FIG. 5 is a schematic block diagram of yet another embodiment of an ESD protection circuit 60. In this embodiment, the ESD protection circuit 60 includes the ESD clamping circuit 62, the ESD disabling circuit 66, a plurality of diode pairs, and the ESD triggering circuit. In this embodiment, each of the diode pairs is coupled to individual integrated circuit pins. As shown, one of the diodes is reverse bias coupled between the integrated circuit pin and VDD and the other diode is reverse bias coupled between the integrated circuit and VSS.

The ESD disabling circuit 66, when the integrated circuit is in a normal mode of operation, produces the disabled signal 72 which disables the ESD triggering circuit 64. When the integrated circuit is not in the normal mode of operation, the ESD disabling circuit 66 does not produce the disabling signal such that the ESD triggering circuit 64is active.

When any of the ESD triggering circuit senses an ESD event 70 via one of the IC pins via the diode coupled to VDD, it generates the clamping signal 68. The ESD clamping circuit 62, in response to the clamping signal 68, provides a low impedance path between VDD and VSS.

FIG. 6 is a schematic block diagram of the ESD sensing module 80 and the time latch module 82. As illustrated in FIG. 4, the ESD sensing module 80 includes resistor R1 and capacitor C1. The time latch module 82 includes the inverter 88, the duration controlled delay 84 and two NAND gates 90 and 92. In this embodiment, NAND gates 90 and 92 are coupled to provide a timed latch circuit wherein the time duration of the clamping signal 68 being active is dependent on the timing of the duration controlled delay 84 and independent of the RC time constant of the ESD sensing circuit 80.

In operation, when an ESD event 70 is sensed, a voltage builds up on resistor R1, which is labeled as sense voltage 102. When this voltage rises to a point to represent a logic 1 with respect to NAND gate 90 and inverter 88, the timed latch circuit 82 is activated. With reference to FIG. 7, when the sensed voltage 102 rises from a logic 0 to a logic 1, the first input of NAND gate 92 is transitioned from a high state to a low state via the inverter 88 and the output of NAND gate 90 transitions low to high, which triggers the duration controlled delay 84. The other input of NAND gate 92 is transitioned from a high state to a low state for a predetermined period of time as established by the duration controlled delay 84. While at least one of the inputs to NAND gate 92 are low, the clamping signal 68 is high. As one of average skill in the art will appreciate, the duration that clamping signal 68 is high corresponds to the estimated power of an ESD event such that the energy of the ESD event may be dissipated through the clamping circuit. As one of average skill in the art will further appreciate, there are numerous ways to implement the ESD sensing module and timed latch module 82 to produce the clamping signal 68.

FIG. 8 is a diagram illustrating the ESD event, the sensed voltage 102 that is based on the RC time constant of the ESD sensing circuit (R4 and C1) and the supply voltage VDD. As shown, the RC time constant of the ESD sensing circuit 80 should be set such that it produces a sufficient sense voltage 102 during an ESD event but does not produce a sufficient sense voltage 102 as VDD is rising. Accordingly, when an ESD event is detected, the ESD protection circuit clamps the voltage of the ESD event which decays over time through the enabled clamping circuit.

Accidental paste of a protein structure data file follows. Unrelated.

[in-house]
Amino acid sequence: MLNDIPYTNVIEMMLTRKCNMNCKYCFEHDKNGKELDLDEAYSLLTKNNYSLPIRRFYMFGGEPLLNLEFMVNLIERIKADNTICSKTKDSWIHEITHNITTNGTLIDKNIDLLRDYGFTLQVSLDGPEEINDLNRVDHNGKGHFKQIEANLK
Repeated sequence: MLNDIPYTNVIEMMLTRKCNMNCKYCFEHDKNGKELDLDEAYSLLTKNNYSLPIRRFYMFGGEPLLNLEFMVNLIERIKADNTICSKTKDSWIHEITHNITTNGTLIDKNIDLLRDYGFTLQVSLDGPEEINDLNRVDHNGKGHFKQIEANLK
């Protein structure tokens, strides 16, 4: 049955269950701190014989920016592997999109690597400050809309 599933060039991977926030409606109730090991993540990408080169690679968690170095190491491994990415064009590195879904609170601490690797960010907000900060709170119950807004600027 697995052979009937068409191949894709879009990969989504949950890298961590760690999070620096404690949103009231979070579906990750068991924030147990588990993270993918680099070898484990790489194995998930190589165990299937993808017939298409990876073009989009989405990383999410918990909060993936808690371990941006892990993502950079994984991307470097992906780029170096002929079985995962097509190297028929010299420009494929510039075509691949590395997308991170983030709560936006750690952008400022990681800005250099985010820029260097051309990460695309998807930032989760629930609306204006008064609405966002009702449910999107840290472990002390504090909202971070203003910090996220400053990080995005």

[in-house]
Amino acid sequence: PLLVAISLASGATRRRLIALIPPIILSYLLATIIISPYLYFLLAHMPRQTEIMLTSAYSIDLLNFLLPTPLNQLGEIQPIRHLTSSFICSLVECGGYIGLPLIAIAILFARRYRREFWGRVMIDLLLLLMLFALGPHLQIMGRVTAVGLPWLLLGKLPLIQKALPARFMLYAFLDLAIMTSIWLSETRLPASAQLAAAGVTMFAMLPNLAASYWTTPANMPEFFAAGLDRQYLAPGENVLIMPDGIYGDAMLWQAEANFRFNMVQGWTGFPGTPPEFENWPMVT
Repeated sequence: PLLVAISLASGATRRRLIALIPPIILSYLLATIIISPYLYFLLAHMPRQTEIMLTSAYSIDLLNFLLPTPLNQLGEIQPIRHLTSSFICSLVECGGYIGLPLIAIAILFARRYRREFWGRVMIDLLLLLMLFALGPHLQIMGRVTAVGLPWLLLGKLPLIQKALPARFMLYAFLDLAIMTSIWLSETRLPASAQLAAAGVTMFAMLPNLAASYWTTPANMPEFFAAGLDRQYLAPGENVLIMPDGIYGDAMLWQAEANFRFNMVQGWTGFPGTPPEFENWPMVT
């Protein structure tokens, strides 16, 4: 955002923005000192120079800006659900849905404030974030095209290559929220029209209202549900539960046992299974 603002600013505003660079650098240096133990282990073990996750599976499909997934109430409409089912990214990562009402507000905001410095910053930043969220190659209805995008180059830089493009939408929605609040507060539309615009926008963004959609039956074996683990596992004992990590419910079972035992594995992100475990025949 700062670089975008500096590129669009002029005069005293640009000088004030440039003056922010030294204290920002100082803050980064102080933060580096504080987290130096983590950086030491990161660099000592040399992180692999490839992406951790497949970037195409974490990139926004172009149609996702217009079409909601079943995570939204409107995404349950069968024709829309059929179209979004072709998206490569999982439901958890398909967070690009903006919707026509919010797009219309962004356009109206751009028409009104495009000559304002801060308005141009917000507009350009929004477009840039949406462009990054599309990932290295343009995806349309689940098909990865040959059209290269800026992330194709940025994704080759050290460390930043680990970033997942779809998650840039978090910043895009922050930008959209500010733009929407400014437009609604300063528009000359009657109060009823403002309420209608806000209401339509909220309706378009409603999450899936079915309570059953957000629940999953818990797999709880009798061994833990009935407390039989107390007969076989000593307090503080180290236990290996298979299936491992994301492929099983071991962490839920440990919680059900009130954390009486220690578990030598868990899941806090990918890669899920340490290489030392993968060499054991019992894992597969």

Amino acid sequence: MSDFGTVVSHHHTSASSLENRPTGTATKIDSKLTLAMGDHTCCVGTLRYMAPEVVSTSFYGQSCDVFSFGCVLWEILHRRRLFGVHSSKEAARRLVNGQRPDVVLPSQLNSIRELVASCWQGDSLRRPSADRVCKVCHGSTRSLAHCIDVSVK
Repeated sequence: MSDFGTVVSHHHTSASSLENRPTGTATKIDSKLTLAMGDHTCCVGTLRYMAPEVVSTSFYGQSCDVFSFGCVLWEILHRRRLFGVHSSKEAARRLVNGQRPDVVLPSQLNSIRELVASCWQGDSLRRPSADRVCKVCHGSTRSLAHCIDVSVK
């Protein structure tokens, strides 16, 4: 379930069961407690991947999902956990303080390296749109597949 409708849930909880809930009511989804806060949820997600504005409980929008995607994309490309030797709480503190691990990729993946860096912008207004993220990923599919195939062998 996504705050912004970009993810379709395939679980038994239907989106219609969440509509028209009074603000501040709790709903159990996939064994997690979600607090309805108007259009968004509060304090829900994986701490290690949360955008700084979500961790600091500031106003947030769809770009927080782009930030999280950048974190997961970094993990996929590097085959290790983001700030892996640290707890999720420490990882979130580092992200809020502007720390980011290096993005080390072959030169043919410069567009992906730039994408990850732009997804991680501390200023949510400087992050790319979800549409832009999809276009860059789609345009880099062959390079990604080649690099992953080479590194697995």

As is further shown in FIG. 8, with VDD is enabled, at some point in time, the load on the integrated circuit will change dramatically, which results in voltage transients on the supply voltage VDD. By disabling the ESD protection circuit as described previously with reference to FIGS. 3–7, the load transients do not cause false triggering of the ESD circuit.

As one of average skill in the art will appreciate, the term “substantially” or “approximately”, as may be used herein, provides an industry-accepted tolerance to its corresponding term. Such an industry-accepted tolerance ranges from less than one percent to twenty percent and corresponds to, but is not limited to, component values, integrated circuit process variations, temperature variations, rise and fall times, and/or thermal noise. As one of average skill in the art will further appreciate, the term “operably coupled”, as may be used herein, includes direct coupling and indirect coupling via another component, element, circuit, or module where, for indirect coupling, the intervening component, element, circuit, or module does not modify the information of a signal but may adjust its current level, voltage level, and/or power level. As one of average skill in the art will also appreciate, inferred coupling (i.e., where one element is coupled to another element by inference) includes direct and indirect coupling between two elements in the same manner as “operably coupled”. As one of average skill in the art will further appreciate, the term “compares favorably”, as may be used herein, indicates that a comparison between two or more elements, items, signals, etc., provides a desired relationship. For example, when the desired relationship is that signal 1 has a greater magnitude than signal 2, a favorable comparison may be achieved when the magnitude of signal 1 is greater than that of signal 2 or when the magnitude of signal 2 is less than that of signal 1.

The preceding discussion has presented an ESD protection circuit that does not falsely trigger when the integrated circuit is active. As one of average skill in the art will appreciate, other embodiments may be derived from the teaching of the present invention without deviating from the scope of the claims.

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Classifications
U.S. Classification361/56, 361/111
International ClassificationH02H3/22, H01L27/02, H02H9/00
Cooperative ClassificationH01L27/0251
European ClassificationH01L27/02B4F